Education can lift communities out of poverty by helping children create brighter futures for themselves and their families. We fund programmes that address the reasons why children work, improve their access to education and promote their rights.

Fighting child labour

Children often work because their families do not have the money to feed and support them. Since 2000, we’ve given over €80 million to UNICEF and Save the Children to fight the root causes of child labour in India and Pakistan. In Brazil, our partner Forest Trends helps families from the Surui and Yawanawa tribes find sustainable ways to protect their rainforest homelands and improve their incomes.


Better education for all
Our Soft Toys for Education campaign funds programmes run by UNICEF and Save the Children in Africa, Asia and Europe. These improve the quality of free education by developing teachers’ skills and making schools more child-friendly. This means making sure teachers are well-trained and know how to include all children in lessons—girls, boys, children from ethnic minorities and those with special needs.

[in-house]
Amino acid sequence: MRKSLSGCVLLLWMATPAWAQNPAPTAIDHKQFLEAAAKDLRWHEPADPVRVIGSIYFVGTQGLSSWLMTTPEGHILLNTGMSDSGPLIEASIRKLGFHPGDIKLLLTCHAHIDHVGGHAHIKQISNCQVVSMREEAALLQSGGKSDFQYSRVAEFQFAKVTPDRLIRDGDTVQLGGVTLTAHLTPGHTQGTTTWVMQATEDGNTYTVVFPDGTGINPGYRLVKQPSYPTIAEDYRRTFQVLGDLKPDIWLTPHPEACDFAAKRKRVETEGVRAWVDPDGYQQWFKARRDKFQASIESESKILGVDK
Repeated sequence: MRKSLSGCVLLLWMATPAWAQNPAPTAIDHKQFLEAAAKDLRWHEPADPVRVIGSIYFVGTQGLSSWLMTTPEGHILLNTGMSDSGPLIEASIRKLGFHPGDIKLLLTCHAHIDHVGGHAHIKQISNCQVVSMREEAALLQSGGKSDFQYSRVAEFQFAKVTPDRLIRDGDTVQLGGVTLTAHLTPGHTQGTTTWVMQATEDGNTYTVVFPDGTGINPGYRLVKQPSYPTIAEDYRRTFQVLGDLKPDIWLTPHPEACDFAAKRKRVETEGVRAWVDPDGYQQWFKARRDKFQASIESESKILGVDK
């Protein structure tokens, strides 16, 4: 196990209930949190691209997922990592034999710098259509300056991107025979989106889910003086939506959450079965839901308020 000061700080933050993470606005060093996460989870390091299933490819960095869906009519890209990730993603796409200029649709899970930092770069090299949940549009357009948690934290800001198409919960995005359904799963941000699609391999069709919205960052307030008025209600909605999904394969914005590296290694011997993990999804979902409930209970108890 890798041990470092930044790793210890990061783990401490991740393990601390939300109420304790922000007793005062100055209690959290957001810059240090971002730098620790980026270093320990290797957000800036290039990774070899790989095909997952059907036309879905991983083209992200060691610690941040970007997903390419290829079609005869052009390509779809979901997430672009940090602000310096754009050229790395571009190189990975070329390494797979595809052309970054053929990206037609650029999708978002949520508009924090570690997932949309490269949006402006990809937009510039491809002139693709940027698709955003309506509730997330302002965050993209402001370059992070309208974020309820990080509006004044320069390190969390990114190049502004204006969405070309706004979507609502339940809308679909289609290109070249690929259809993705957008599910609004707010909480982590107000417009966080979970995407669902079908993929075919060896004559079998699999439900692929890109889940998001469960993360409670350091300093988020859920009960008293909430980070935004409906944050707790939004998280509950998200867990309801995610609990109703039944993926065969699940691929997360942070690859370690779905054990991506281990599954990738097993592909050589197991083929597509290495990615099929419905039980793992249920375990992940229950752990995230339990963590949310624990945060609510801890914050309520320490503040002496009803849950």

Studying during emergencies
Through our partners, we help children to keep up their studies during emergencies such as the Ebola crisis in Sierra Leone and the 2015 Nepal earthquake. Our donations also help our partners protect children’s rights in the aftermath of emergencies.

Learning in refugee camps
We fund educational programmes for children and young people in refugee camps and surrounding communities. These include an e-learning project to help refugee children study. We are also supporting the world’s first university programme for people living in a refugee camp in Kiziba, Rwanda.

Higher education for women
Our scholarship programme for women at the Asian University for Women in Bangladesh educates its students to become leaders in their communities. This helps break down barriers that restrict opportunities for women and girls.

Share this:Share on FacebookGoogle+Tweet about this on TwitterShare on LinkedInEmail to someonePrint this page